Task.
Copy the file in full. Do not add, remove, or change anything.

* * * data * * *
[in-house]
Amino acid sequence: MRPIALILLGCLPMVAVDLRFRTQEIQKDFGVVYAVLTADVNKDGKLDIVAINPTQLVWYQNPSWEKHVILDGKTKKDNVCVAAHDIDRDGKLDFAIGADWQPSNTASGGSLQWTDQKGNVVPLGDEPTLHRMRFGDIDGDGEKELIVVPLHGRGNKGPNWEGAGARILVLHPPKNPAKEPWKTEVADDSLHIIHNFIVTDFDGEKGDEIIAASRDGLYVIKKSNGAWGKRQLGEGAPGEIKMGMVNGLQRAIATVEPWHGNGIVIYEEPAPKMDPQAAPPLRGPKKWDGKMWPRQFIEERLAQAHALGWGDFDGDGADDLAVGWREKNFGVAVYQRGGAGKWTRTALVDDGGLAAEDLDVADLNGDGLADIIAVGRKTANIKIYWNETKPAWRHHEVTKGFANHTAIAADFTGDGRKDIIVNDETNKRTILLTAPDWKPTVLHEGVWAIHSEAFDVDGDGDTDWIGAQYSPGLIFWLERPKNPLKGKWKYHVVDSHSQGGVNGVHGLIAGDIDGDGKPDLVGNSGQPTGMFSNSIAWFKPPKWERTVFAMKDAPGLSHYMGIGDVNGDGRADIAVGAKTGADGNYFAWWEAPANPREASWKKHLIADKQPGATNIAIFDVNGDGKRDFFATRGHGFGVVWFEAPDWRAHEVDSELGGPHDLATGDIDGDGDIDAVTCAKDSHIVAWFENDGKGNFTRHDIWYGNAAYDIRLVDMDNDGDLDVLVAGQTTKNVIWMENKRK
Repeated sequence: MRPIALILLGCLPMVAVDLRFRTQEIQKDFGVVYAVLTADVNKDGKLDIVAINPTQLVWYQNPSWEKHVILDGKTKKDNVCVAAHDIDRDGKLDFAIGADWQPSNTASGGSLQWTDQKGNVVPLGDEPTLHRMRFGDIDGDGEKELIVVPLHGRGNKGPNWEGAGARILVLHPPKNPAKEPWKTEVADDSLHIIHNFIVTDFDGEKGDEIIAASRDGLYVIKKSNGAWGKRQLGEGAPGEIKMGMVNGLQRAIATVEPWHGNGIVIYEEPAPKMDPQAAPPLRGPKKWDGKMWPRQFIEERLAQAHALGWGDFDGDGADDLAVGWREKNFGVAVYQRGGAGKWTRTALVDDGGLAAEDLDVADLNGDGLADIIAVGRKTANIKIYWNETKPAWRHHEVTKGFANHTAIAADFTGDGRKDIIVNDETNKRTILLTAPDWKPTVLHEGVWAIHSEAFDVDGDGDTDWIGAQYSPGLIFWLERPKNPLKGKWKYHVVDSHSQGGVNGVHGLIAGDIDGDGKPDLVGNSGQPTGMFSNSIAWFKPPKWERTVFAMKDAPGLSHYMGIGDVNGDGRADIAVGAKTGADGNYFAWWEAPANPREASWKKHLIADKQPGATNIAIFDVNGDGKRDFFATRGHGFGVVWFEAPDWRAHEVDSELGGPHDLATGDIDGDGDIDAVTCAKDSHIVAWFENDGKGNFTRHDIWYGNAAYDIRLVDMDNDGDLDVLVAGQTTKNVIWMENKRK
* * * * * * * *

[in-house]
Amino acid sequence: MRPIALILLGCLPMVAVDLRFRTQEIQKDFGVVYAVLTADVNKDGKLDIVAINPTQLVWYQNPSWEKHVILDGKTKKDNVCVAAHDIDRDGKLDFAIGADWQPSNTASGGSLQWTDQKGNVVPLGDEPTLHRMRFGDIDGDGEKELIVVPLHGRGNKGPNWEGAGARILVLHPPKNPAKEPWKTEVADDSLHIIHNFIVTDFDGEKGDEIIAASRDGLYVIKKSNGAWGKRQLGEGAPGEIKMGMVNGLQRAIATVEPWHGNGIVIYEEPAPKMDPQAAPPLRGPKKWDGKMWPRQFIEERLAQAHALGWGDFDGDGADDLAVGWREKNFGVAVYQRGGAGKWTRTALVDDGGLAAEDLDVADLNGDGLADIIAVGRKTANIKIYWNETKPAWRHHEVTKGFANHTAIAADFTGDGRKDIIVNDETNKRTILLTAPDWKPTVLHEGVWAIHSEAFDVDGDGDTDWIGAQYSPGLIFWLERPKNPLKGKWKYHVVDSHSQGGVNGVHGLIAGDIDGDGKPDLVGNSGQPTGMFSNSIAWFKPPKWERTVFAMKDAPGLSHYMGIGDVNGDGRADIAVGAKTGADGNYFAWWEAPANPREASWKKHLIADKQPGATNIAIFDVNGDGKRDFFATRGHGFGVVWFEAPDWRAHEVDSELGGPHDLATGDIDGDGDIDAVTCAKDSHIVAWFENDGKGNFTRHDIWYGNAAYDIRLVDMDNDGDLDVLVAGQTTKNVIWMENKRK
Repeated sequence: MRPIALILLGCLPMVAVDLRFRTQEIQKDFGVVYAVLTADVNKDGKLDIVAINPTQLVWYQNPSWEKHVILDGKTKKDNVCVAAHDIDRDGKLDFAIGADWQPSNTASGGSLQWTDQKGNVVPLGDEPTLHRMRFGDIDGDGEKELIVVPLHGRGNKGPNWEGAGARILVLHPPKNPAKEPWKTEVADDSLHIIHNFIVTDFDGEKGDEIIAASRDGLYVIKKSNGAWGKRQLGEGAPGEIKMGMVNGLQRAIATVEPWHGNGIVIYEEPAPKMDPQAAPPLRGPKKWDGKMWPRQFIEERLAQAHALGWGDFDGDGADDLAVGWREKNFGVAVYQRGGAGKWTRTALVDDGGLAAEDLDVADLNGDGLADIIAVGRKTANIKIYWNETKPAWRHHEVTKGFANHTAIAADFTGDGRKDIIVNDETNKRTILLTAPDWKPTVLHEGVWAIHSEAFDVDGDGDTDWIGAQYSPGLIFWLERPKNPLKGKWKYHVVDSHSQGGVNGVHGLIAGDIDGDGKPDLVGNSGQPTGMFSNSIAWFKPPKWERTVFAMKDAPGLSHYMGIGDVNGDGRADIAVGAKTGADGNYFAWWEAPANPREASWKKHLIADKQPGATNIAIFDVNGDGKRDFFATRGHGFGVVWFEAPDWRAHEVDSELGGPHDLATGDIDGDGDIDAVTCAKDSHIVAWFENDGKGNFTRHDIWYGNAAYDIRLVDMDNDGDLDVLVAGQTTKNVIWMENKRK